Kindle eBook reader

eBook readers or at least the concept has been around for quite some time. Already back in the early 90s some early adopters started to read novels on their Newton Messagepads.

Since then things have come a long way with many early players like the Rocket Reader left behind in oblivion. 2010 marks the boom year of the eBook reader. Over a dozen of reader devices are already in the market and dozens of new devices had been announced during CES and MWC in the past months.

The poster child of the new eBook revolution is Amazons Kindle with an estimated 1 million devices sold so far.

Lets look a bit at what makes the device interesting:

Smart & Simplex Delivery
The way books/magazines/newspapers are delivered is smart and “simplex” by utilizing the mobile networks for delivery. From the users side there is no need to sign up for a data plan from a mobile carrier. Amazon is taking care of that for free, even on a global scale. (there are some global roaming charges). Buying books becomes a seamless experience for users no matter where they are.

Publishing Ecosystem
Even the agreements Amazon struck with the big publishing houses is a topic of hot debates, the Kindle offers a special production and distribution tools for independent authors to bring their works to the Kindle platform including a (rather) fair revenue-share business model. The author keeps 70% of the revenues while Amazon is taking care of the listing, distribution and procurement. An interesting approach to attract a new market of independent writers. As a next step Amazon also launched an application development ecosystem similar to Apples App Store.

One System, Many Access Devices
The Kindle reader application is available for smartphones (iPhones) as well as for PCs (Mac & PC). This allows users to continue reading across several devices and in different usage scenarios, be it stationary or mobile. The Amazon server takes care of the synching between the devices including bookmarks and current reading position.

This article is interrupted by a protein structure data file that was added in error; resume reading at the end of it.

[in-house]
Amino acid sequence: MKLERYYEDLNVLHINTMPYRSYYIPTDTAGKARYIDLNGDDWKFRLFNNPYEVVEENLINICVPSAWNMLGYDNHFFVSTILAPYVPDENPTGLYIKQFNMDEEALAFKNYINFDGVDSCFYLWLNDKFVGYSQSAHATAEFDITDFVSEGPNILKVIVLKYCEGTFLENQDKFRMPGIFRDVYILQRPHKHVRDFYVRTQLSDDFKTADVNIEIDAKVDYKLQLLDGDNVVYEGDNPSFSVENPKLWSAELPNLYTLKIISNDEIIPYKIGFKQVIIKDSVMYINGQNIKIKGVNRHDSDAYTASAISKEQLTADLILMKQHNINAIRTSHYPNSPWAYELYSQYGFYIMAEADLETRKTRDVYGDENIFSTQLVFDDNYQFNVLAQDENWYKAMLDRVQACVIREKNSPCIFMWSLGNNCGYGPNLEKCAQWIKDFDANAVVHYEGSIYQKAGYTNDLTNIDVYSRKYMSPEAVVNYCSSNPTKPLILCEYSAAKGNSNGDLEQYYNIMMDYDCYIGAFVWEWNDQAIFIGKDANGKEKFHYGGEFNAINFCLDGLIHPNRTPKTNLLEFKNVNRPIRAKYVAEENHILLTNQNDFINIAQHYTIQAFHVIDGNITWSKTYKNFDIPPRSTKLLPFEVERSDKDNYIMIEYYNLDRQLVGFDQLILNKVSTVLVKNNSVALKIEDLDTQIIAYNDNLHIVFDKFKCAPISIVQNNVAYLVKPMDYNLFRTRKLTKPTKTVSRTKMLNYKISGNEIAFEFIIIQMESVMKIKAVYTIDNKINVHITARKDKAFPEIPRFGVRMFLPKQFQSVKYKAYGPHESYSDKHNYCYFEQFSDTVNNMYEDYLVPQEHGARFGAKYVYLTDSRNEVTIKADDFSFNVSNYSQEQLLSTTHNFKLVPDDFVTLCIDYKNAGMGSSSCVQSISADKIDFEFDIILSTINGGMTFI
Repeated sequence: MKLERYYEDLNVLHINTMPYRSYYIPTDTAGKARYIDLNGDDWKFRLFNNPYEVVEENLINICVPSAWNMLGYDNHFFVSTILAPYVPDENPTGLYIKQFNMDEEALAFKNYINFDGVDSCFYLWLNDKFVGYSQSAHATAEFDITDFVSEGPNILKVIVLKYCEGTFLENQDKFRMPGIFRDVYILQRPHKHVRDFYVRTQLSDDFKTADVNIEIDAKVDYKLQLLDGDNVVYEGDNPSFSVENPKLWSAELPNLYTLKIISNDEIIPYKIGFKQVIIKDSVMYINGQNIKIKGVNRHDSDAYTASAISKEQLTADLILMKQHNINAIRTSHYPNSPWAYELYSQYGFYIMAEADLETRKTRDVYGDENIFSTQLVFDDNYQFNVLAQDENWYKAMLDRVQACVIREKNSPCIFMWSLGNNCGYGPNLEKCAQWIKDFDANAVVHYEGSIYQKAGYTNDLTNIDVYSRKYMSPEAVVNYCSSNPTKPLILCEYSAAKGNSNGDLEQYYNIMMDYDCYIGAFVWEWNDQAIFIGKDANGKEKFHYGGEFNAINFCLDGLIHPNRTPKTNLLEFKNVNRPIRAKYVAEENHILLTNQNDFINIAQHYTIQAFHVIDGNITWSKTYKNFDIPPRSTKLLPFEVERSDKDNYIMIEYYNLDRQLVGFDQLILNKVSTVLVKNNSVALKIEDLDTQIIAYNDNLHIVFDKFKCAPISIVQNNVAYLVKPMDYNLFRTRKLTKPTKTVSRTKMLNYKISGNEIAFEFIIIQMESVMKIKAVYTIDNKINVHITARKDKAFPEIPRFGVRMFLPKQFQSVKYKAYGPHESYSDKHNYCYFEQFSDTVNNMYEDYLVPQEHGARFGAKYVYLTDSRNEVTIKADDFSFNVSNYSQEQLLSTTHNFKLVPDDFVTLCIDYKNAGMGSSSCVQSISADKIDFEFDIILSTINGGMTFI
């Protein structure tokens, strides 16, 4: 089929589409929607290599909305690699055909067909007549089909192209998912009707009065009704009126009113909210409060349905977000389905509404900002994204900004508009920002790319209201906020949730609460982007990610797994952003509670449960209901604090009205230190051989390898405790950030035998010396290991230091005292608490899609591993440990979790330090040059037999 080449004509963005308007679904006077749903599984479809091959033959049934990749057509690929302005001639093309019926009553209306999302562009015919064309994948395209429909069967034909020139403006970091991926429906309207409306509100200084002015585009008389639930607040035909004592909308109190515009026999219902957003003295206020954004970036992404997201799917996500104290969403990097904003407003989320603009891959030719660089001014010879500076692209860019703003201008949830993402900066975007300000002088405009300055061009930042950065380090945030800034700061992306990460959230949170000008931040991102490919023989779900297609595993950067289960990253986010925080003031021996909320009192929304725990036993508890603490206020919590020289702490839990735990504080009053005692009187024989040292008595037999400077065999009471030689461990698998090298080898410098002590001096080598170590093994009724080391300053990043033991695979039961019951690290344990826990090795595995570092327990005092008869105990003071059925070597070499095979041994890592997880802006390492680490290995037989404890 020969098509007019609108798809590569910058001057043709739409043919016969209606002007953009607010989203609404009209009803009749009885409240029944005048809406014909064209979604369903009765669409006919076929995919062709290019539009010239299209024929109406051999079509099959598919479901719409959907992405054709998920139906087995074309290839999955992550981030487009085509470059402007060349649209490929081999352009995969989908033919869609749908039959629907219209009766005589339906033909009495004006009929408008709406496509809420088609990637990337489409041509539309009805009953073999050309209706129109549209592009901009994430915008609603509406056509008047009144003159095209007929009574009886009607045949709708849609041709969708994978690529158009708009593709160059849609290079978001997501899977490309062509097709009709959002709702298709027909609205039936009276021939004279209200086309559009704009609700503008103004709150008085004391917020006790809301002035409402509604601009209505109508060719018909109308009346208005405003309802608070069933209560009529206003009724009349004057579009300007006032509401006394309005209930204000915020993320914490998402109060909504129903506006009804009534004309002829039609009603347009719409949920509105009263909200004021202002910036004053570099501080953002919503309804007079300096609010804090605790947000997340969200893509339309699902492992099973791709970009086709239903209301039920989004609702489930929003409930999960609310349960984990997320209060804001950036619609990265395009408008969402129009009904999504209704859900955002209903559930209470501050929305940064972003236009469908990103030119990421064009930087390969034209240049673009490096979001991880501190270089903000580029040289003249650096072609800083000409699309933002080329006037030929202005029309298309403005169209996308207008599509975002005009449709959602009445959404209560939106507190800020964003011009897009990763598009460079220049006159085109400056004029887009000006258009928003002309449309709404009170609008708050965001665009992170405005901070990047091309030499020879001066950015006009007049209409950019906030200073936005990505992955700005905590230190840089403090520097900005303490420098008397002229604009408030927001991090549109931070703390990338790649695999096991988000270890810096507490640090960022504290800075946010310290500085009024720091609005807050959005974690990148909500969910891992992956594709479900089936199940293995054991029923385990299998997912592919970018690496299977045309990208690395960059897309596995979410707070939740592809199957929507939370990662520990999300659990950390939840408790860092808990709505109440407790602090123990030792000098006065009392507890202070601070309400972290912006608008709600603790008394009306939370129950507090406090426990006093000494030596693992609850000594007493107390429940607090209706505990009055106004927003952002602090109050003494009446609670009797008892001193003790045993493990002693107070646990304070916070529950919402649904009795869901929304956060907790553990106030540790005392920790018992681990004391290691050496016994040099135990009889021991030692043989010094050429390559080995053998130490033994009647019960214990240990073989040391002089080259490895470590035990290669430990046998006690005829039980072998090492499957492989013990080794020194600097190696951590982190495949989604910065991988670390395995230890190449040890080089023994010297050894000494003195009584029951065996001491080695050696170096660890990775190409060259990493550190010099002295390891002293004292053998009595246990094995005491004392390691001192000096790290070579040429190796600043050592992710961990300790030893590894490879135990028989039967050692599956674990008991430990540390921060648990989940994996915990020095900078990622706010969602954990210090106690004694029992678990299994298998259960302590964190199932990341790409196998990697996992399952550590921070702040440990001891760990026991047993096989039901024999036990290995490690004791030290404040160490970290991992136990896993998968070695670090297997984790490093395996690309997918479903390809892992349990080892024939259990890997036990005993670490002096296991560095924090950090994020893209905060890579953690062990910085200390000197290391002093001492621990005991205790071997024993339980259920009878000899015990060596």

While the Kindle can be seen in a way as a revolutionary reading device there is still room for improvement to make the concept of eBook readers more meaningful for users:

Price Versus Functions
Of course there are early adopters, technology fans as well as niche users who would definitely buy the device at its current price but this is not a mass market. From a normal users perspective it does not make sense to pay around 250 dollar for a device which just serves as a replacement for something a user already has: a device for reading books. (Not to mention the 480 dollars they would need to pay for the Kindle DX). Cost is an issue for most readers out there today. They range from 250 dollars up to 2,000 dollars.

How to overcome the price issue?

The straight forward approach: subsidize
One way would be to subsidize devices through subscription models to drive down the upfront cost of the device for users. Similar to mobile phones in the past the device could be free combined with a 12-24 month content subscription package.

The more sustainable approach: “killer content”
A more sustainable but also more ambitious approach would be to offer content to users that is appealing enough to make them purchase the device at the given price. Through exclusive deals with authors to publish their work either first or only on the specific platform or to offer hard to find or out of print book available nowhere else.  Special editions with exclusive extra content or attractive content bundle offers could also be a way to increase the perceived “need” for such an eBook reader.